One of the reasons I wanted to visit Cambodia in the first place was to see Angkor Wat; the hugely famous ancient temple that adorns the country’s flag and the largest religious site in the world. I was excited to visit a temple and city that were a mixture of structure and ruin, imagining sights bearing resemblance to the monkey kingdom in the Jungle Book (always a Disney fan). We only had one full day in Siem Reap and therefore to make the most of our time, we decided to jump on the tourist bandwagon and organise a sunrise trip to the UNESCO World Heritage Site.
First we looked up guided tours, thinking that this could work out to be the cheaper option with detailed information about the sites that we were visiting. How we were wrong! Most of the guided tours we looked at wanted $65 for the guide, an extra $5 each for sunrise and $33 for the rental of a vehicle. This didn’t include any entrance fees or food; safe to say we didn’t pick that option!
We decided to just go around the site ourselves, and booked a tuk-tuk driver for the day. He wanted $20 which included sunrise, so already $13 cheaper than the rented car would have been alone! We met him at 4.45am outside our hostel (how I managed to roll myself out of bed I don’t know) and headed to the ticket office.
Now to be fair we had been warned by a couple of travel acquaintances that the entrance prices had gone up by a lot, however it’s only when you add it all up at the end of the day that you realise how much of a rip off this place has actually become. Entrance to Angkor Wat and the surrounding site was $37 each. I was expecting to pay max $20 and I would have thought that was overpriced. But because we were there and I desperately wanted to see it, we paid the money along with every other person there that morning.
We got to Angkor Wat and watched the sunrise with about 200 other people. It was pretty but cloudy and after fighting for a good view over the lake, it kind of ruins the whole experience. Then we had a quick look around the inside of the temple, which had no information whatsoever about what we were looking at ( I’m guessing that they expect you to pay extra for a tour guide), then our tuk-tuk driver took us into Angkor city were we visited around 6 or 7 temples. The first was pretty impressive, we climbed right to the top and had some great views and it did remind me of the monkey kingdom in the jungle book. It was also great to imagine what these structures would have been like all those years ago when they were first built. However after that they were all the same. They looked the same, had the same features and once again had no contextual information either. Team that with the extreme heat (it was around 32 degrees at night in Siem Reap), and I had had enough by 9.30am.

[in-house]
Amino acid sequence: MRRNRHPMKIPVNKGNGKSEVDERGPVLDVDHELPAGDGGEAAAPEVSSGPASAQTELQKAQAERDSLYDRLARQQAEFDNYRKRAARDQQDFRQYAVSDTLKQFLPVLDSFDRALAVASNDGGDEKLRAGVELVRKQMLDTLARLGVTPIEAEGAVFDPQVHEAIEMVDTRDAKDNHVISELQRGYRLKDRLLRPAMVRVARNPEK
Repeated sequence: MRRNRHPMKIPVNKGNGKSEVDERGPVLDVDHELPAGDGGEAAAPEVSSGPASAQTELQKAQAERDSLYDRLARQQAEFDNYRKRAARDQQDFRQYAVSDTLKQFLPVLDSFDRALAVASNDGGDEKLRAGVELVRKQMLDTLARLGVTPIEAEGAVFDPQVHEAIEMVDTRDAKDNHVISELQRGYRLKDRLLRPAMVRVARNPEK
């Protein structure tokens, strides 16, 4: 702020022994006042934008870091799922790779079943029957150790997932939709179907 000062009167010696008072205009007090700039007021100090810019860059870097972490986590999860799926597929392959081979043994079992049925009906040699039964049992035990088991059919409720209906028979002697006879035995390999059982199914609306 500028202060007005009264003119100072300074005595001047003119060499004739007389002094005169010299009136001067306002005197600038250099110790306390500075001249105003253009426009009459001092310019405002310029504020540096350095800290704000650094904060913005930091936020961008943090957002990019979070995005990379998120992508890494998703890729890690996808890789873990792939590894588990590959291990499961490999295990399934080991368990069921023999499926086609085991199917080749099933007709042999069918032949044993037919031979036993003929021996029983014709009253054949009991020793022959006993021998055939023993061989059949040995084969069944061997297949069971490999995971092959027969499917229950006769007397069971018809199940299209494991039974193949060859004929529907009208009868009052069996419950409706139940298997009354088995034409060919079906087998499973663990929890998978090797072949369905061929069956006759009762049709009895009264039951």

Yes that might be bad, but I’m not a history geek and I also find it difficult to stay interested in something if I’m not being fed any info. It’s just a bunch of sandstone brick to me. We went to the temple that was used in tomb raider, but this was lost on me because I’ve never seen the film and by midday we were back in Siem Reap having lunch and wondering where the hell all our money had gone.
The truth is that Angkor Wat is far enough away from Siem Reap city that you need to get transport. It’s also somewhere that nearly every single traveller and tourist will head to when they visit. They know that people will pay the entrance fees and the transport fees because hey we’re here and it’s a once In a lifetime thing and I’ve always wanted to see it. Angkor Wat gets over 2 million visitors a year. Think how much money that is?! And when you consider that external funding from, for example the Chinese government is paying to restore many of the onsite temples, you really do wonder where your money is going.
This was honestly one of the places I was most looking forward to, and it ended up being the most disappointing of everything I’ve seen in my travels so far. Such a beautiful site has been tainted by tourism and turned into a business which seems to have no other aim than to bleed visitors for as much money as possible. Contrary to popular belief in Cambodia, not all westerners are millionaires and while I know it’s such a poor country, I fail to belief that the huge amounts of funds going into that place are helping a great amount of people. To top it all off, it has long been established that the amount of visitors to the site are destroying the structures; or what is left of them. People climb on the sandstone and are not chastised or advised against it – to be honest half the time it was the only way to get around the place! Calls to limit the crowds seem to have gone unnoticed and it’s a real shame that money seems to have become more important than anything else.
I know that like us, if you do visit Cambodia you will want to go to Angkor Wat and like us you will probably do so regardless of how much it will cost you. But we had spent over $100 before midday and to be perfectly honest it wasn’t even worth half of that. It’s time that the people in charge focussed on the protection and education at Angkor Wat, instead of profit.